Today’s Ezell v. City of Chicago issues a preliminary injunction against the operation of the Chicago gun range ban:
The City’s firing‐range ban is not merely regulatory; it prohibits the “law‐abiding, responsible citizens” of Chicago from engaging in target practice in the controlled environment of a firing range. This is a serious encroachment on the right to maintain proficiency in firearm use, an important corollary to the meaningful exercise of the core right to possess firearms for self‐defense. That the City conditions gun possession on range training is an additional reason to closely scrutinize the range ban. All this suggests that a more rigorous showing than that applied in Skoien should be required, if not quite “strict scrutiny.”
To be appropriately respectful of the individual rights at issue in this case, the City bears the burden of establishing a strong public‐interest justification for its ban on range training: The City must establish a close fit between the range ban and the actual public interests it serves, and also that the public’s interests are strong enough to justify so substantial an encumbrance on individual Second Amendment rights. Stated differently, the City must demonstrate that civilian target practice at a firing range creates such genuine and serious risks to public safety that prohibiting range training throughout the city is justified.
At this stage of the proceedings, the City has not come close to satisfying this standard. In the district court, the City presented no data or expert opinion to support the range ban, so we have no way to evaluate the seriousness of its claimed public‐safety concerns. Indeed, on this record those concerns are entirely speculative and, in any event, can be addressed through sensible zoning and other appropriately tailored regulations. That much is apparent from the testimony of the City’s own witnesses, particularly Sergeant Bartoli, who testified to several common‐sense range safety measures that could be adopted short of a complete ban.
The City maintains that firing ranges create the risk of accidental death or injury and attract thieves wanting to steal firearms. But it produced no evidence to establish that these are realistic concerns, much less that they warrant a total prohibition on firing ranges. In the First Amendment context, the government must supply actual, reliable evidence to justify restricting protected expression based on secondary public‐safety effects.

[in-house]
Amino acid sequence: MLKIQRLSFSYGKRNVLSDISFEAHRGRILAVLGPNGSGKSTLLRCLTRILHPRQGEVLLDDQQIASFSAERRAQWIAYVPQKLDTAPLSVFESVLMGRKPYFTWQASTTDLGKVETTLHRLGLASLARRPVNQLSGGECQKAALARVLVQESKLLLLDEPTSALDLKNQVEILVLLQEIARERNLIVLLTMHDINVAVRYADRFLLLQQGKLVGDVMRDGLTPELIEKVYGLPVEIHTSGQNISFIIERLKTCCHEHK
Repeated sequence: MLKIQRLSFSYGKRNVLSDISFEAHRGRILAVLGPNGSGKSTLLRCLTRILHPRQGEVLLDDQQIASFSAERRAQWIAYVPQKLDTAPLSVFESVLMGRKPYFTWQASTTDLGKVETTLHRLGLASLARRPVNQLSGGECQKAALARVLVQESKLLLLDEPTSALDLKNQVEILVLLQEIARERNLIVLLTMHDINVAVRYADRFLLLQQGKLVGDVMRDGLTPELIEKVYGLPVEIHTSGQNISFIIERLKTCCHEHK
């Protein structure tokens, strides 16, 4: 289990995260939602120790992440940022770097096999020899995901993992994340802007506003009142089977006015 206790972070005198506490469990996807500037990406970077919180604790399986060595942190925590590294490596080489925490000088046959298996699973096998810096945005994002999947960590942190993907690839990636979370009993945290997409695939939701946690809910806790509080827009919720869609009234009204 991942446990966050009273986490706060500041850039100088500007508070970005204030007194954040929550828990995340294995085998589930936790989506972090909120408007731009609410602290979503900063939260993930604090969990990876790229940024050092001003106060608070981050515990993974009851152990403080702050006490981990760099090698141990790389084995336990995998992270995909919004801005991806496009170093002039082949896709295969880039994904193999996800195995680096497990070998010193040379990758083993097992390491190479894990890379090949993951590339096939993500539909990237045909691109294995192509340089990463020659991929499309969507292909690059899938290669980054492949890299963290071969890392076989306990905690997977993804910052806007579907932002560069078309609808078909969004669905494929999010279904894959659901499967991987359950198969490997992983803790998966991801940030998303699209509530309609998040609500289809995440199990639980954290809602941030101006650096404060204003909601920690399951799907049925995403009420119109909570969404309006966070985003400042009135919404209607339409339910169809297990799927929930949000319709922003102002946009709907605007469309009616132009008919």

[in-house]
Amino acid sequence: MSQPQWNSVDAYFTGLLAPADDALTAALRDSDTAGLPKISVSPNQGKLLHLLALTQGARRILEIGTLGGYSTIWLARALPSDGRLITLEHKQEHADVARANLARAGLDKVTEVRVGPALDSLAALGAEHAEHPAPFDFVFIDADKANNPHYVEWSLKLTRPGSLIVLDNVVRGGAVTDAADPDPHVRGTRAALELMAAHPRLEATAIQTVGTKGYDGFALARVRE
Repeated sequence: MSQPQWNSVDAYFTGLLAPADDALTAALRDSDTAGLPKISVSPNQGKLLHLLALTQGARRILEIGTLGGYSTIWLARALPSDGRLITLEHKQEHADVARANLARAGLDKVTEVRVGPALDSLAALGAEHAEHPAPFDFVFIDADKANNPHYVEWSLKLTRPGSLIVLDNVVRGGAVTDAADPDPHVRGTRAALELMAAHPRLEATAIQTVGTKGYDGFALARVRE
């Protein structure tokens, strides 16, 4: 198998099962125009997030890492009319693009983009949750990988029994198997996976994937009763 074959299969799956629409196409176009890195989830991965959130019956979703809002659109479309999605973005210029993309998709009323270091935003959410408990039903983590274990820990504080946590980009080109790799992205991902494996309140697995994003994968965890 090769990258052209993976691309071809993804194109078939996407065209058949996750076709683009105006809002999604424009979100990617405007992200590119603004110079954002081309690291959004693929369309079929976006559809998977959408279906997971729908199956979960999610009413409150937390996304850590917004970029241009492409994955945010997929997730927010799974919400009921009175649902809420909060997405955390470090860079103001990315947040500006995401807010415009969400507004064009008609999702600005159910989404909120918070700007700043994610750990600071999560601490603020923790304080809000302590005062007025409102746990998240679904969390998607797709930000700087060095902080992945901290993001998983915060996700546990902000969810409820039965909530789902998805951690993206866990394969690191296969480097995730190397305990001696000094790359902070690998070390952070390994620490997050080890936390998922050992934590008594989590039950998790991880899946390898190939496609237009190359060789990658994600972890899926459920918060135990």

By analogy here, the City produced no empirical evidence whatsoever and rested its entire defense of the range ban on speculation about accidents and theft. Much of the focus in the district court was on the possible hazards of mobile firing ranges. The City hypothesized that one cause of range‐related injury could be stray bullets, but this seems highly implausible insofar as a properly equipped indoor firing range is concerned. The district court credited the plaintiffs’ evidence that “mobile ranges are next to Sam’s Clubs and residences and shopping malls and in parking lots, and there’s not been any difficulties with them in those places.”
Commissioner Scudiero acknowledged that the law‐enforcement and private‐security firing ranges in Chicago are located near schools, churches, parks, and stores, and they operate safely in those locations. And Sergeant Bartoli testified about the availability of straightforward range‐design measures that can effectively guard against accidental injury. He mentioned, for example, that ranges should be fenced and should designate appropriate locations for the loading and unloading of firearms. Other precautionary measures might include limiting the concentration of people and firearms in a range’s facilities, the times when firearms can be loaded, and the types of ammunition allowed.
At the preliminary‐injunction hearing, the City highlighted an additional public‐safety concern also limited to mobile ranges: the risk of contamination from lead residue left on range users’ hands after firing a gun. Sergeant Bartoli was asked a series of questions about the importance of hand‐washing after shooting; he said that “lucrative amounts of [cold running] water and soap” were required to ensure that lead contaminants were removed. The City argued below that mobile firing ranges might not be sufficiently equipped for this purpose, suggesting that mobile ranges would have inadequate restroom facilities and might have to rely on “port‐a‐potties.” This sparked a discussion about the adequacy of the water supply available at a standard “port‐a‐potty.” The City continued on this topic until the judge cut it short by acknowledging her own familiarity with “port‐a‐potties.” On appeal the City raised but did not dwell on its concern about lead contamination. For good reason: It cannot be taken seriously as a justification for banishing all firing ranges from the city. To raise it at all suggests pretext.
Perhaps the City can muster sufficient evidence to justify banning firing ranges everywhere in the city, though that seems quite unlikely. As the record comes to us at this stage of the proceedings, the firing‐range ban is wholly out of proportion to the public interests the City claims it serves. Accordingly, the plaintiffs’ Second Amendment claim has a strong likelihood of success on the merits.
Thanks to How Appealing for the pointer, and congratulations to lawyer Alan Gura, who is adding to his already very impressive record of victories in Second Amendment cases.